Michael is a senior majoring in psychology and minoring in computer science and writing hailing from Racine, Wisconsin. He is currently president of WUCypher (WashU’s breakdancing dance group), co-president of the Asian Multicultural Council, and is involved with the Asian Music Association and Datamatch! His desire to help people with their writing is only rivaled by the embarrassing amount of Star Wars lore he knows in the back of his head. When he runs into some free time, he loves to have dance sessions with his friends and ponder whether or not he really needs that half-and-half.
What brought you to The Writing Center?
A deep respect and admiration for those who encourage writers to persevere brought me to apply as a peer tutor! I’ve been helped countless times by instructors and peers alike who helped me with my writing and since then I have found few greater pleasures in writing than helping another person successfully put their ideas onto paper.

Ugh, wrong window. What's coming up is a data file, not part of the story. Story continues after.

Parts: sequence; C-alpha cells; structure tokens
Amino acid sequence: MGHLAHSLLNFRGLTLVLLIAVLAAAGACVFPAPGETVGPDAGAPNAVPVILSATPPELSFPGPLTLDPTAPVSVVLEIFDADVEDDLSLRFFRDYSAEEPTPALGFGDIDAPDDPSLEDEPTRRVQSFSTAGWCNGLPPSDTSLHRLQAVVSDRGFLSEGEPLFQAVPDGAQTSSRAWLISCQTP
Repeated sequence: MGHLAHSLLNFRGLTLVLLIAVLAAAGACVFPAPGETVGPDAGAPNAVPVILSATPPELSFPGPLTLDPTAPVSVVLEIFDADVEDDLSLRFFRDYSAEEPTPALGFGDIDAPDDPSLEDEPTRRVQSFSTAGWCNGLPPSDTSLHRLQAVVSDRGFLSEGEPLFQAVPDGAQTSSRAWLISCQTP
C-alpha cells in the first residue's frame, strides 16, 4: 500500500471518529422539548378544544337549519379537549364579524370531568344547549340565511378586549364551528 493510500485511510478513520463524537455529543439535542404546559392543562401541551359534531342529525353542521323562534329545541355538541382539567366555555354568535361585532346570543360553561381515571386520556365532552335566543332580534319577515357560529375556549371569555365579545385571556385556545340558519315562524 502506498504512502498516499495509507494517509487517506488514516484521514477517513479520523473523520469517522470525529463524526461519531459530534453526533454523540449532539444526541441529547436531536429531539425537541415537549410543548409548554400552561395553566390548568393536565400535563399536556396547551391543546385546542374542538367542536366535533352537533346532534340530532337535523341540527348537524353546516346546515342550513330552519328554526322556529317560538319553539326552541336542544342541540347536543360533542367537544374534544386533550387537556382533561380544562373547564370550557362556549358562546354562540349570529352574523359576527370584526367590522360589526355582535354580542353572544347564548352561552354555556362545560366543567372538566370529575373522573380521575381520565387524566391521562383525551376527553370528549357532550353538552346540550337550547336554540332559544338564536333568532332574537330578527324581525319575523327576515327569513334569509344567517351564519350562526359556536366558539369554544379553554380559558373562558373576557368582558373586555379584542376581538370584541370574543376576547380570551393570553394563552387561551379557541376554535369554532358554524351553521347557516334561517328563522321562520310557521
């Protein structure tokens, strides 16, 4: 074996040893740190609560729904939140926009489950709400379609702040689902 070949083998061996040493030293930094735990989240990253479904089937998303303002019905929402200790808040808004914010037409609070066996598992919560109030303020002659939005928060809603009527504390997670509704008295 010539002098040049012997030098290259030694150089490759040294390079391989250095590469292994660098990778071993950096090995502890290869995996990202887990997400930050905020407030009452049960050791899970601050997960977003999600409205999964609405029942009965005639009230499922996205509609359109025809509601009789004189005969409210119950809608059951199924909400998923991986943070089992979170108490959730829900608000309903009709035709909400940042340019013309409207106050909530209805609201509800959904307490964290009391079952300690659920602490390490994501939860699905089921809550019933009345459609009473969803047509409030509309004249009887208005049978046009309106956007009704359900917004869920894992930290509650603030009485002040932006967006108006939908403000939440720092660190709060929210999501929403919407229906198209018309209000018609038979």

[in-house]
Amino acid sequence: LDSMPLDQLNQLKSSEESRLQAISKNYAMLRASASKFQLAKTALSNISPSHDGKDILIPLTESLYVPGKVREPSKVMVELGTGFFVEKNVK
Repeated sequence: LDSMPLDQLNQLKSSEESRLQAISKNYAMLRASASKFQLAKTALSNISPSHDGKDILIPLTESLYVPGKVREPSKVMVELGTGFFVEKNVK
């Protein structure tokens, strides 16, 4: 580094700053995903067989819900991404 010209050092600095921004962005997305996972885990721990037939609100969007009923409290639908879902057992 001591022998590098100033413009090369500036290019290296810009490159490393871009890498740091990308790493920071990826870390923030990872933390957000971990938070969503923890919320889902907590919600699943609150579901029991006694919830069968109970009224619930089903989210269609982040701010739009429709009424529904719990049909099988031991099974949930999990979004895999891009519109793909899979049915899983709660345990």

What do you like most about working with writers at The Writing Center?
I enjoy working with writers to help give them confidence in themselves and direction in their writing! My goal is to make the writer feel more assured that they can really put their best foot forward in their writing, and seeing how they think through their own unique writing processes is really inspiring!
What do you find most challenging about writing?
Regardless of what I’m writing, I usually go over the word limit. Even after trimming, I have difficulty condensing my points or storylines down to more clear and concise sentences.
What advice do you have for writers?
For those that have difficulty starting any piece, remember that you don’t have to begin at the beginning! I’ve found that introductory paragraphs fall into place quickly when you first detail the main points you want to address so don’t wait to type those points down! There are plenty of ways to do this, ranging from just writing down all the points onto the page (freewriting, pretty much) to creating detailed outlines of your points. Use those to tease out a thesis, or a general theme throughout your piece. Try out different strategies and see what suits you best; if you still can’t get the grip of it, feel free to come see us at The Writing Center!